TAIPEI (CNA) — Taiwan has sent a letter to the World Organization for Animal Health (OIE), requesting its assistance to coordinate the epidemic prevention efforts in East Asia against African swine fever (ASF), but has not yet received a response, the Council of Agriculture (COA) said on Jan. 5.
Tu Wen-chen (杜文珍), deputy chief of COA’s Bureau of Animal and Plant Health Inspection and Quarantine, told CNA that Taiwan has been hoping for an OIE meeting to help address the issue of cooperation among countries in the region, including Taiwan and China, on the ASF issue.
Meanwhile, if any cases of ASF are confirmed in Taiwan, the government will ban the use of household food waste to feed pigs as that could be a major means of spreading the virus, the COA said.
Swill must be heated to a temperature of 90 degrees Celsius for 60 minutes to kill bacteria before being fed to pigs, but there are pig farms in Taiwan that have no adequate heating equipment for that purpose, the COA said.
As a result, the government is working to subsidize small-scale pig farmers who lack the necessary heating equipment so they can switch to crop-based feed, the COA said.
Each year, some 770,000 tons of kitchen waste is distributed to 357 pig farms in Taiwan for use as feed, according to data from the Environmental Protection Administration (EPA).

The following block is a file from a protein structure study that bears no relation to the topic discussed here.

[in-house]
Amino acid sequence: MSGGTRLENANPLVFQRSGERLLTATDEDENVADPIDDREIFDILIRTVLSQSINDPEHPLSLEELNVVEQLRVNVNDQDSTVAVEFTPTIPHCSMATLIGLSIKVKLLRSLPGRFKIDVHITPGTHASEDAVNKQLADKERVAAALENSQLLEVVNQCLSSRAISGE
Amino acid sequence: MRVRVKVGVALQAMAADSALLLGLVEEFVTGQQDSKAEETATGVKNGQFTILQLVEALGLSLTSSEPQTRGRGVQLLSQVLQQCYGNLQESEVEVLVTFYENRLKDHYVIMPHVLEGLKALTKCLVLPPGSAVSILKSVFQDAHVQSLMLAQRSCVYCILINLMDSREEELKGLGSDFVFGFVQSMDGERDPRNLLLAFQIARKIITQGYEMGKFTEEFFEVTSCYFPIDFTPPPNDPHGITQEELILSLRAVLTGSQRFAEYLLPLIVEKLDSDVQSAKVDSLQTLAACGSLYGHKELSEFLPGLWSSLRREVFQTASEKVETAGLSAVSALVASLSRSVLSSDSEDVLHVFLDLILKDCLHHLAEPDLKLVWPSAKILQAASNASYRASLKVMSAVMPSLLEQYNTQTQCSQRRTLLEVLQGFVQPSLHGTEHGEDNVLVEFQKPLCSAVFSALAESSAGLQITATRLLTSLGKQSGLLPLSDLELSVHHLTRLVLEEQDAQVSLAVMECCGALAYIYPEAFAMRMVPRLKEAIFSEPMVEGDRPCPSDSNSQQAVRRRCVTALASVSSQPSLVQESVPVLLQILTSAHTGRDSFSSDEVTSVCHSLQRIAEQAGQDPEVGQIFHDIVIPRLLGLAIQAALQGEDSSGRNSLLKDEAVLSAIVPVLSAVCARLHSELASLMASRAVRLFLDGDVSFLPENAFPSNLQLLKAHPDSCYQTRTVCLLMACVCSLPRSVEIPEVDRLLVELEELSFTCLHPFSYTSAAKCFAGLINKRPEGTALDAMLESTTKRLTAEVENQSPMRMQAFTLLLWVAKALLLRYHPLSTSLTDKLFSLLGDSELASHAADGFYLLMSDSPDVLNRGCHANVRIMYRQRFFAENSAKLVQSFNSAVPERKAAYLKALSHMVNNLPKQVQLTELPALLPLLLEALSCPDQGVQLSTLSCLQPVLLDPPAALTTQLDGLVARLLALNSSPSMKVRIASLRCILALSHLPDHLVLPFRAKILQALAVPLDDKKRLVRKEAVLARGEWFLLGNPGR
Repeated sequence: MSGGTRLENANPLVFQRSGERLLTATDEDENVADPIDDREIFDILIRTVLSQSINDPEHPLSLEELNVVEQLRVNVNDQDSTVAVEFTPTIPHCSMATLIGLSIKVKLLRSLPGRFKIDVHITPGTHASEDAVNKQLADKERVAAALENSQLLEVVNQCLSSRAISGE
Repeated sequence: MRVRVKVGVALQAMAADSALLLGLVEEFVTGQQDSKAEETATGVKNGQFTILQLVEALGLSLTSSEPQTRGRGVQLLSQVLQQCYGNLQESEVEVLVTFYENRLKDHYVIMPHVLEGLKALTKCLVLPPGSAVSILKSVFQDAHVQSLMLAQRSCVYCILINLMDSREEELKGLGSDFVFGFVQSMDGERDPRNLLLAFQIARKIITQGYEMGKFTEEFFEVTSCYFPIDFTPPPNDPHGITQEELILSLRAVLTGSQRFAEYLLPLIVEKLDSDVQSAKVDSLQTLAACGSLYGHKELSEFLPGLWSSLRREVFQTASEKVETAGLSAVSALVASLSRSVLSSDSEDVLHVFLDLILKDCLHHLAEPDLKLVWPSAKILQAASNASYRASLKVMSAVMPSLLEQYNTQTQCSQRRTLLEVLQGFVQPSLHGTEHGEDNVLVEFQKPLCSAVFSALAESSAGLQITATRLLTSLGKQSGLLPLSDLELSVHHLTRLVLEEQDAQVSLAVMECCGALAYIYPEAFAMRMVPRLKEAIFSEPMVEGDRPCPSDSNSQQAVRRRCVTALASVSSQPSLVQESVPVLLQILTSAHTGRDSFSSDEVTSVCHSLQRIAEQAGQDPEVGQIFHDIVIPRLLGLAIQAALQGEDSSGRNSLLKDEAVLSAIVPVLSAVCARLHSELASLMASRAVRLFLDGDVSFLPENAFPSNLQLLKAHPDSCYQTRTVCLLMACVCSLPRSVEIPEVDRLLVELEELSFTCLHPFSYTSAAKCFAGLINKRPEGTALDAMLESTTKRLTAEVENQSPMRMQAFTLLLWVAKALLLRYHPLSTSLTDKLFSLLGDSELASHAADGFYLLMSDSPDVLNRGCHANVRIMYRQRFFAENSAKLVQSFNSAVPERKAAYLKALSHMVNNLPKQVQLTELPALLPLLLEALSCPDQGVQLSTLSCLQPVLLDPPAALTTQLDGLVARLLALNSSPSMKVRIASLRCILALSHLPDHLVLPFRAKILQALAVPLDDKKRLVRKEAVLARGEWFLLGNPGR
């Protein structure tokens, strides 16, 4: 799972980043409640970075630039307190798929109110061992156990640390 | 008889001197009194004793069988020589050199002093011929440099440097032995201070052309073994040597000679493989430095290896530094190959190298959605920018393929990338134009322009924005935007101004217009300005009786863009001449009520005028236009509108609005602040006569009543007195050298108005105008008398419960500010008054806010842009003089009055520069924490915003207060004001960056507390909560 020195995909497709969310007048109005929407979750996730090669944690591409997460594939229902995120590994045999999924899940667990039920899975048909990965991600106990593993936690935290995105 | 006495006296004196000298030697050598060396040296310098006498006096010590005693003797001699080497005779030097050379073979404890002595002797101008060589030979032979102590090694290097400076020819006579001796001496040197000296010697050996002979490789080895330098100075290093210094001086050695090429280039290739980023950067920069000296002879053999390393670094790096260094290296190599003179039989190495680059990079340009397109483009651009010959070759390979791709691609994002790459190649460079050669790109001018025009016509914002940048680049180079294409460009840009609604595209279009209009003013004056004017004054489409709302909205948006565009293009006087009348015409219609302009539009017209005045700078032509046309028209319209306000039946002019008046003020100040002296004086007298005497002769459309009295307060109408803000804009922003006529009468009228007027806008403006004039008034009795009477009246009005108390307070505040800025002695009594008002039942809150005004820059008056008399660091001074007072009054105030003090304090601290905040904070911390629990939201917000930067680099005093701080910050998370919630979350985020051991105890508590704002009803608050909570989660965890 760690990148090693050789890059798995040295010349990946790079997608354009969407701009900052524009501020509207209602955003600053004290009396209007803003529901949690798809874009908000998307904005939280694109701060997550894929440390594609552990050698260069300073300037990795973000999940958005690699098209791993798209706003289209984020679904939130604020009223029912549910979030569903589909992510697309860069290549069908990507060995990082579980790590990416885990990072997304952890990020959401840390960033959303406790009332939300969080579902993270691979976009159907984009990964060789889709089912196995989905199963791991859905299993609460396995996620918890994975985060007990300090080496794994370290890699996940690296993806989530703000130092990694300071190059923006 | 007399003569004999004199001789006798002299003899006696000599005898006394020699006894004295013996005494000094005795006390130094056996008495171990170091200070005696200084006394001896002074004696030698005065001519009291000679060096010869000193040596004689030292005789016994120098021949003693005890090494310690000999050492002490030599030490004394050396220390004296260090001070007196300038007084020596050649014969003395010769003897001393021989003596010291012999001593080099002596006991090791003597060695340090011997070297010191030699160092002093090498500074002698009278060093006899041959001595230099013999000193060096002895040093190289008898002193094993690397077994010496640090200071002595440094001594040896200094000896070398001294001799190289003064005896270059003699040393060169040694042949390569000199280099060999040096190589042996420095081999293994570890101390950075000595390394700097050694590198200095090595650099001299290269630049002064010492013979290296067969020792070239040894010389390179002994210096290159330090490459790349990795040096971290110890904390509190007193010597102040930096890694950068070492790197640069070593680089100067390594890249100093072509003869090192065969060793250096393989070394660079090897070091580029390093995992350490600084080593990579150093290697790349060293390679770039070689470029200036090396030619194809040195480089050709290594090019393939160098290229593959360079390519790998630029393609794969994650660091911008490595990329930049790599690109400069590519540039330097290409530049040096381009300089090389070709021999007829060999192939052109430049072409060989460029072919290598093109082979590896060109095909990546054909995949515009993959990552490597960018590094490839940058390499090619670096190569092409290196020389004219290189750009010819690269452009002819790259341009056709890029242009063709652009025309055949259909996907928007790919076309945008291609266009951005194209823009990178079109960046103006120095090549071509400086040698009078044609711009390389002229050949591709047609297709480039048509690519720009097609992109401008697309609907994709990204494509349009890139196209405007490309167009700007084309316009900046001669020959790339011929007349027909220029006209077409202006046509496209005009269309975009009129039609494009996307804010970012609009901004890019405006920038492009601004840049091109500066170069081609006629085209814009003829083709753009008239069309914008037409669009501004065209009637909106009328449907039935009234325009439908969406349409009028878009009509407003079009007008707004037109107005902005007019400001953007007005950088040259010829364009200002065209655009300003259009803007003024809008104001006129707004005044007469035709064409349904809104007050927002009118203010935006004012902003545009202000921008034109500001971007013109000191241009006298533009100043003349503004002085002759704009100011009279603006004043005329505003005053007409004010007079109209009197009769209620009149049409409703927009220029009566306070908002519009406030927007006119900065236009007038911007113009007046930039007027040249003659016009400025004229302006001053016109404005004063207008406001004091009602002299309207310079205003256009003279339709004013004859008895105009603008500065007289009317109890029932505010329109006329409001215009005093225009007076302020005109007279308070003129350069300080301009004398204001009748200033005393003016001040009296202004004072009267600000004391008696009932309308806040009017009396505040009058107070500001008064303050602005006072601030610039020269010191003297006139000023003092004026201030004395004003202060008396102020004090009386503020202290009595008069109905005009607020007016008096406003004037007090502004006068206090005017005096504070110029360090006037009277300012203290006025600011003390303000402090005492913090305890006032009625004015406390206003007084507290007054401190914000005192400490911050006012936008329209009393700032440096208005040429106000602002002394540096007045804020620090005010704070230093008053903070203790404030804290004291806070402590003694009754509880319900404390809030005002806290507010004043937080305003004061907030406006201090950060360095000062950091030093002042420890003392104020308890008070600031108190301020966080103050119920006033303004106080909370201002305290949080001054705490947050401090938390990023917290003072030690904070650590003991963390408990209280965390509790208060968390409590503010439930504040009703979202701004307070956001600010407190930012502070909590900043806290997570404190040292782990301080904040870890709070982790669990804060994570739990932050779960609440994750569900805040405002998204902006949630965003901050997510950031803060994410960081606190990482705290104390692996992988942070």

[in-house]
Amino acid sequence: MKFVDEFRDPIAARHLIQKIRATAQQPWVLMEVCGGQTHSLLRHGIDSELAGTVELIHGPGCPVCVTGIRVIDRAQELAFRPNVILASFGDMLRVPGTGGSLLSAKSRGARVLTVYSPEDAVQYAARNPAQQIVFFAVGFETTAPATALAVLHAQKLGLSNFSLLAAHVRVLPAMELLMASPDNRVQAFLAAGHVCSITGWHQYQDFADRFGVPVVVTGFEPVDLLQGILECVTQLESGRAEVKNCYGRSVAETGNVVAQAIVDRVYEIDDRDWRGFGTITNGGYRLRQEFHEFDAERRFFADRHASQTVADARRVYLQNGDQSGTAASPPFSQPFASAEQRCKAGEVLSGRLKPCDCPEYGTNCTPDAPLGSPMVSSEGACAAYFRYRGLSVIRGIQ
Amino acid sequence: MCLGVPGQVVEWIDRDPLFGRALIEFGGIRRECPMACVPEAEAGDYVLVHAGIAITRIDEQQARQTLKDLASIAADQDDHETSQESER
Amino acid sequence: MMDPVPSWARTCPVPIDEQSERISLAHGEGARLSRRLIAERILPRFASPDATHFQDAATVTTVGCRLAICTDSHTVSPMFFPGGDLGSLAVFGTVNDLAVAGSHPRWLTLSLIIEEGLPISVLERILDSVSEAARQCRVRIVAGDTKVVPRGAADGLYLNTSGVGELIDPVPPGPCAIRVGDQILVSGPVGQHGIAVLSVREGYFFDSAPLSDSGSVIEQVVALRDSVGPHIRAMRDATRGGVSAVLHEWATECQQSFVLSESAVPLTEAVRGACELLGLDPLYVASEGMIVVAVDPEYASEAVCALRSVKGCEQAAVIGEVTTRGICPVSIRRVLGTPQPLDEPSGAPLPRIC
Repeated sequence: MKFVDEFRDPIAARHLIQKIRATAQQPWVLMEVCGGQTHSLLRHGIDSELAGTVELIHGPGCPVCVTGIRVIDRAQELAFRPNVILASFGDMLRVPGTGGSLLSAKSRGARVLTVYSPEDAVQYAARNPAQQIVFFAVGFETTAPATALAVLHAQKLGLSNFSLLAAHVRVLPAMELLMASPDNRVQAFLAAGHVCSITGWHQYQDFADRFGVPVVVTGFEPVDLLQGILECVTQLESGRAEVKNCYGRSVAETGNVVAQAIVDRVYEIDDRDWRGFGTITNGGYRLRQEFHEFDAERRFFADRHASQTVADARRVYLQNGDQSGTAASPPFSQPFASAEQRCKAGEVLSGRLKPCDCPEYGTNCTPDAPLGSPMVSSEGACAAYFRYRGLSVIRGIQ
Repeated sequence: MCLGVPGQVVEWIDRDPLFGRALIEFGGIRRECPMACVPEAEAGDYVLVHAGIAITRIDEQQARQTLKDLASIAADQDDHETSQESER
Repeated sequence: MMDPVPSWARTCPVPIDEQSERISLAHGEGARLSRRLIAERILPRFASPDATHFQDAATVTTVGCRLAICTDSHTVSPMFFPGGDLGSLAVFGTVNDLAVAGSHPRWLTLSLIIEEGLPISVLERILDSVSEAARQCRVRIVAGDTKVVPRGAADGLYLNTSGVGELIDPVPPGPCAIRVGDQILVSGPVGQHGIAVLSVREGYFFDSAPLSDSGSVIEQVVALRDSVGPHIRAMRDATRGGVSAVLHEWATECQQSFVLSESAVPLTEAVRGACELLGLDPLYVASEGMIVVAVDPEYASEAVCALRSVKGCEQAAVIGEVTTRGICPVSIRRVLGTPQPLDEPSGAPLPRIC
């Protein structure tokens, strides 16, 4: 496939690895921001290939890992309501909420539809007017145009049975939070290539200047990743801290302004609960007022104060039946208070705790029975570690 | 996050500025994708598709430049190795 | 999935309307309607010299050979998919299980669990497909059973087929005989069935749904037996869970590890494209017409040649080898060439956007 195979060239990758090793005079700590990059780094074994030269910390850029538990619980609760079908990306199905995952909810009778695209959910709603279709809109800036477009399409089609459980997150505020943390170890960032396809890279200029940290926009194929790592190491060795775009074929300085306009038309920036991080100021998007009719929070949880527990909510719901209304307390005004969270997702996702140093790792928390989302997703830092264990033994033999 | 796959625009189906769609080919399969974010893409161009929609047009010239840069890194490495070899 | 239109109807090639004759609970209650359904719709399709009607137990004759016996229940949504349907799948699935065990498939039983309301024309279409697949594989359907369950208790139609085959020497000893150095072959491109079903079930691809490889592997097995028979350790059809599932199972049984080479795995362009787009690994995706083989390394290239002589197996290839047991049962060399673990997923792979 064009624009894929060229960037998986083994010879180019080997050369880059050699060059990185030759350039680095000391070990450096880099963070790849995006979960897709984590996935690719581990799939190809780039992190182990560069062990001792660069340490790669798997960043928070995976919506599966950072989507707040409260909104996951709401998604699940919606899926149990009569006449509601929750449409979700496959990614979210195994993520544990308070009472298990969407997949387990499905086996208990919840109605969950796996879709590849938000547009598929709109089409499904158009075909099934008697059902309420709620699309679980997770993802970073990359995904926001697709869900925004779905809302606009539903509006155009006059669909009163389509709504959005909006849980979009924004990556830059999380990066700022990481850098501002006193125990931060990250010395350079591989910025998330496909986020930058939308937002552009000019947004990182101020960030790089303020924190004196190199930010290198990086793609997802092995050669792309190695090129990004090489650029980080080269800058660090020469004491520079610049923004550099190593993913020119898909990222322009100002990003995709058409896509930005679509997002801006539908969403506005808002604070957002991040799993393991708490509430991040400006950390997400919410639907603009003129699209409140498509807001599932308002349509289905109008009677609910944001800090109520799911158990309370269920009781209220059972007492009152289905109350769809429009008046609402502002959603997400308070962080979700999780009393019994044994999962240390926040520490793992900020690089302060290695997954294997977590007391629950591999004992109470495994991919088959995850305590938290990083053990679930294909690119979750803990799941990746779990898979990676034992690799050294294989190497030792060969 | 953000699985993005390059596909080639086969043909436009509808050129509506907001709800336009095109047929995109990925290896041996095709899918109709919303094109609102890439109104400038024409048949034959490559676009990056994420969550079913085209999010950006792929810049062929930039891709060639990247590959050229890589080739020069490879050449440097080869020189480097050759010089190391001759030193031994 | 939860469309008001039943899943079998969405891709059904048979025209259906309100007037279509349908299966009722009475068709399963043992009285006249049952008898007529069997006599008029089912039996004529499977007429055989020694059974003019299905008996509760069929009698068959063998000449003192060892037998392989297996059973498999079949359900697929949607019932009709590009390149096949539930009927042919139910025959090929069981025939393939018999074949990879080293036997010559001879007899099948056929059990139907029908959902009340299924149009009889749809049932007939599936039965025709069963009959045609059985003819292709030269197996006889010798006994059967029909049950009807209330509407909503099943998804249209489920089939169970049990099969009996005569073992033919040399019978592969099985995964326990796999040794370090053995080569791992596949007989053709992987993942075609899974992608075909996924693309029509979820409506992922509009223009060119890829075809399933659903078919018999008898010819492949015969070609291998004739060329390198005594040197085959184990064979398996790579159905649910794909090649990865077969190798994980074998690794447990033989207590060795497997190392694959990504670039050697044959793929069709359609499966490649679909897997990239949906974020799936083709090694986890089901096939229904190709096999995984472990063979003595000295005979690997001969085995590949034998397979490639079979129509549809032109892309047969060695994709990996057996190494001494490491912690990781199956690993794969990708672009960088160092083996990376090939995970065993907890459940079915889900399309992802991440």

Food waste is collected free of cost by the EPA, mostly from restaurants, shops, and schools, but the agency said it will have to consider a fee if the government bans the use of kitchen waste for pigswill.
The collection fee will be based on a rate of NT$2,000 (US$65)-NT$3,000 per ton for food waste of more than 16 kilograms, the agency said.
Since the first confirmed case of ASF infection was reported in China’s Liaoning Province last August, Taiwan has been on high alert, worried that an outbreak of the extremely deadly virus could devastate its NT$80 billion pig farming industry.
As part of the efforts to prevent the ASF virus from reaching Taiwan, the government has imposed heavy fines for bringing in pork products from countries with ASF outbreaks, with first-time offenders liable to be fined NT$200,000 and repeat offenders NT$1 million.
By Yu Hsiao-han, Chang Ming-hsuan and Lee Hsin-Yin